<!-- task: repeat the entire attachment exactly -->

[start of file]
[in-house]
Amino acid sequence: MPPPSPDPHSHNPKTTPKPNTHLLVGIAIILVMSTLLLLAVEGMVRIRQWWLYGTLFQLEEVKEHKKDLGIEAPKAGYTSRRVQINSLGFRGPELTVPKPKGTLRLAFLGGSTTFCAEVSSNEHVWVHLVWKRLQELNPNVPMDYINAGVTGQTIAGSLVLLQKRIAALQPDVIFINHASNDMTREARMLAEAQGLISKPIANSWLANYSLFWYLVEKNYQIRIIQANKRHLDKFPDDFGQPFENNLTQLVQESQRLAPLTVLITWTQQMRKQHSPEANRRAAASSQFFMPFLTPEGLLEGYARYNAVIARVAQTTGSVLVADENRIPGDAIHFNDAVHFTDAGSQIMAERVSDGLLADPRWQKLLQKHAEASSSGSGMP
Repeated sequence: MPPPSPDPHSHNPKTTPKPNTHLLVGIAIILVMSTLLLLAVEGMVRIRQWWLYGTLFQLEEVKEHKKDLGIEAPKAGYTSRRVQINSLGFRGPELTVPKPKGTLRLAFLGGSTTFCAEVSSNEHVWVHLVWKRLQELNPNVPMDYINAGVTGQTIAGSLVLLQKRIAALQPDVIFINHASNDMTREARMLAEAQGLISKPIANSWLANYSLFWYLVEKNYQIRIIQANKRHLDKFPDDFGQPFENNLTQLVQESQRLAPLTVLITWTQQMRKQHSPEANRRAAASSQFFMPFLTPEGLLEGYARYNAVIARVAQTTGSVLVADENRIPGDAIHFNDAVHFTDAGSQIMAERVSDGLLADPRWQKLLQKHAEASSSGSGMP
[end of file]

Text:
[in-house]
Amino acid sequence: MPPPSPDPHSHNPKTTPKPNTHLLVGIAIILVMSTLLLLAVEGMVRIRQWWLYGTLFQLEEVKEHKKDLGIEAPKAGYTSRRVQINSLGFRGPELTVPKPKGTLRLAFLGGSTTFCAEVSSNEHVWVHLVWKRLQELNPNVPMDYINAGVTGQTIAGSLVLLQKRIAALQPDVIFINHASNDMTREARMLAEAQGLISKPIANSWLANYSLFWYLVEKNYQIRIIQANKRHLDKFPDDFGQPFENNLTQLVQESQRLAPLTVLITWTQQMRKQHSPEANRRAAASSQFFMPFLTPEGLLEGYARYNAVIARVAQTTGSVLVADENRIPGDAIHFNDAVHFTDAGSQIMAERVSDGLLADPRWQKLLQKHAEASSSGSGMP
Repeated sequence: MPPPSPDPHSHNPKTTPKPNTHLLVGIAIILVMSTLLLLAVEGMVRIRQWWLYGTLFQLEEVKEHKKDLGIEAPKAGYTSRRVQINSLGFRGPELTVPKPKGTLRLAFLGGSTTFCAEVSSNEHVWVHLVWKRLQELNPNVPMDYINAGVTGQTIAGSLVLLQKRIAALQPDVIFINHASNDMTREARMLAEAQGLISKPIANSWLANYSLFWYLVEKNYQIRIIQANKRHLDKFPDDFGQPFENNLTQLVQESQRLAPLTVLITWTQQMRKQHSPEANRRAAASSQFFMPFLTPEGLLEGYARYNAVIARVAQTTGSVLVADENRIPGDAIHFNDAVHFTDAGSQIMAERVSDGLLADPRWQKLLQKHAEASSSGSGMP